I don't really want to go to deeply into this thread quite yet, but I divide this issue into two parts:
1) The involvement of the government in having conference centres.
2) Conference centres themselves.
Any thread like this, is going to get all muddled up very quickly in confusing those two issues, so one should only start a thread about conference centres by qualifying which area, the thread is meant to be about - then posts tend to stick more to a common line of argument.
Perhaps start dual threads and just cross reference them.
Anyhow, the point 1) above is part of a larger debate about moral in relationship to the planning process in general. And because of this, I think it is just too over-simplified to start all shouting, "I hate SDCC or every CC" without first at least trying to present how these government organisations fuction. I mean, they deal with many, many, many, many different issues and as such never seem to have nearly as much of a clue as architects have in relation to specific buildings.
What that linked article does do, is present to all readers to this thread, at least some idea of how the administration, that is a Planning department actually is. I.e. We have to put ourselves temporarily in the shoes of a planning executive, responsible with the organisation of his/her department. Until you actually do that, all off-loading of criticism and opinions here on this board does become a bit of a farse.
On the subject of point 2) above, I am currently working on a specific post, about conference centres.
Why? Because, besides all the Planning department stuff, that has become embedded into the discussion topic of Ireland/conference centres - there is quite an interesting architectural discussion buried in there someplace about a conference centre as a building type, which fills a certain need by a modern western society in 2004 - which I am very interested in debating about, on-its-own, and distinctly separate from the whole Irish Government/Planning department/Conference centre talk.
It would be a shame, if this recent government intervention mess, would cloud too much over the debate about the Architecture of conference centres as a building type. In fact, I would go so far as to say, noone has ever gone into a study of conference centres around the world, the places where they occur, what events are held in them - at least, I don't have any links to discussions/articles/reviews of this at my finger tips. Do you?
Even Magazine article issue dates/vols/no.s would be much appreciated thanks.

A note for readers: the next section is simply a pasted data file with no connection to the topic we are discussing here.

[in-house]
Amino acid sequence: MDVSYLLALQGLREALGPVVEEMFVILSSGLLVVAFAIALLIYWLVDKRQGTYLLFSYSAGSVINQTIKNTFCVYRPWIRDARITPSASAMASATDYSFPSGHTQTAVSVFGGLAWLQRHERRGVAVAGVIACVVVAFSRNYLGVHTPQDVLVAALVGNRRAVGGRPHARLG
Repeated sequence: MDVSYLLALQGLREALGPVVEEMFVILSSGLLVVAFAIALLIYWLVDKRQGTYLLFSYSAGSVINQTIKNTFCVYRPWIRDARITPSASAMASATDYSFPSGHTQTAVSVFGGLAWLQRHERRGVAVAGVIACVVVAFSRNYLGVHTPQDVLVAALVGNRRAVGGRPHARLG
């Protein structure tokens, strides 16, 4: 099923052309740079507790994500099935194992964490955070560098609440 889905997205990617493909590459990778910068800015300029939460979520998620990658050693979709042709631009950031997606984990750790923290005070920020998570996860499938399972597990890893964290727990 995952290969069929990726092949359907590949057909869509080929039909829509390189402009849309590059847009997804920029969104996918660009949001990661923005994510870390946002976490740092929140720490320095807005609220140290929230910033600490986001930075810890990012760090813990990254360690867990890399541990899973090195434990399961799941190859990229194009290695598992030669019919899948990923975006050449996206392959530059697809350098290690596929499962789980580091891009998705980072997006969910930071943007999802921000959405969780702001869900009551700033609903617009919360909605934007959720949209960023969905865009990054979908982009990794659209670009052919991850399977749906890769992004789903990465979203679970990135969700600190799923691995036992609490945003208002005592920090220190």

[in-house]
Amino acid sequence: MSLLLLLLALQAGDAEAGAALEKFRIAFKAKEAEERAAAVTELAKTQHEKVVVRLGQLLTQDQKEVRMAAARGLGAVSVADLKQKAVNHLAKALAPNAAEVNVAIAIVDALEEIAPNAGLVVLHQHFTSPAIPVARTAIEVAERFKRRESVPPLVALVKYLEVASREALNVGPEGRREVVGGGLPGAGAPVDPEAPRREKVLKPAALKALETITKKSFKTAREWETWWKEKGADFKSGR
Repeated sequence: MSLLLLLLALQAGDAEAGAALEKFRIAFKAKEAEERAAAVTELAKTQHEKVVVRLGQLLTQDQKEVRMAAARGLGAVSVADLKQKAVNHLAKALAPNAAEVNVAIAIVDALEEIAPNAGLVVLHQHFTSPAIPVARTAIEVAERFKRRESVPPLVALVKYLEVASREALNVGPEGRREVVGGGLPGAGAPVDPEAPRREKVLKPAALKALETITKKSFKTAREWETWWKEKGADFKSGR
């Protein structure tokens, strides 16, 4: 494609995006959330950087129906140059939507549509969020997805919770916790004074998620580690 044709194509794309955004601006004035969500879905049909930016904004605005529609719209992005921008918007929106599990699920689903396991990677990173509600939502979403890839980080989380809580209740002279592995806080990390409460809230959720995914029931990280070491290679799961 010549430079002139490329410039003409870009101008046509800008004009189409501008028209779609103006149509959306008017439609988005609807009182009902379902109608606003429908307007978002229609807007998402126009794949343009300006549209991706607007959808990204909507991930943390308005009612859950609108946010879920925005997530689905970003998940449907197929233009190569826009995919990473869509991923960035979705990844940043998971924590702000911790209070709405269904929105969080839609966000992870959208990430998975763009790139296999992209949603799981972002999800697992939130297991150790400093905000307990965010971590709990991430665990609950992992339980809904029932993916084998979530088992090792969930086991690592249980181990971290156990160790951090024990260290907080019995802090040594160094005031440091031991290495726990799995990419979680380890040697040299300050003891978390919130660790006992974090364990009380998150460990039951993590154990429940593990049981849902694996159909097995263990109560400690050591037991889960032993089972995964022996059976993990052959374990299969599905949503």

Typically, the problems associated with any government department or structure are very similar to the ones decribed on the links here.
I think the comment made by what? about the 32-storey thread, and the debating style used here at Archiseek was all too true.
im continually amazed at the opinions on this website about highrise buildings. there seems to be a strong vein of height lust fuelled by (in my opinion) some sort of insecurity amongst the architectural community here that we dont have any tall buildings in dublin. the reason we dont have tall building is not solely down to overbearing planners. it is because we have never had the economical needs that create high rise buildings.
if you want to solve urban sprawl a much more purtinant issue is the density of suburbia rather than the city centre. the attitude of "lets build a 60 storey skyscraper because we can" in the middle on 2storiesville is a futile self-indulgent excercise
I mean, it is all a bit too 'Frank McDonald' in its format - sure Frank can include the whole wider political argument in most of his articles about Irish architecture, because for the simple reason, it draws in a much larger target readership/audience for his articles in his newspaper, but does it make the debate about the architecture any bit better?
I think Architects are good at realising what buildings function or are used for, or might be one day used for - that is their unique facility - just sticking to the basics sometimes, is a better format for architectural debate on-line, than trying to piggy-back, a political scandal newsbreak ontop of an interesting debate about a building type.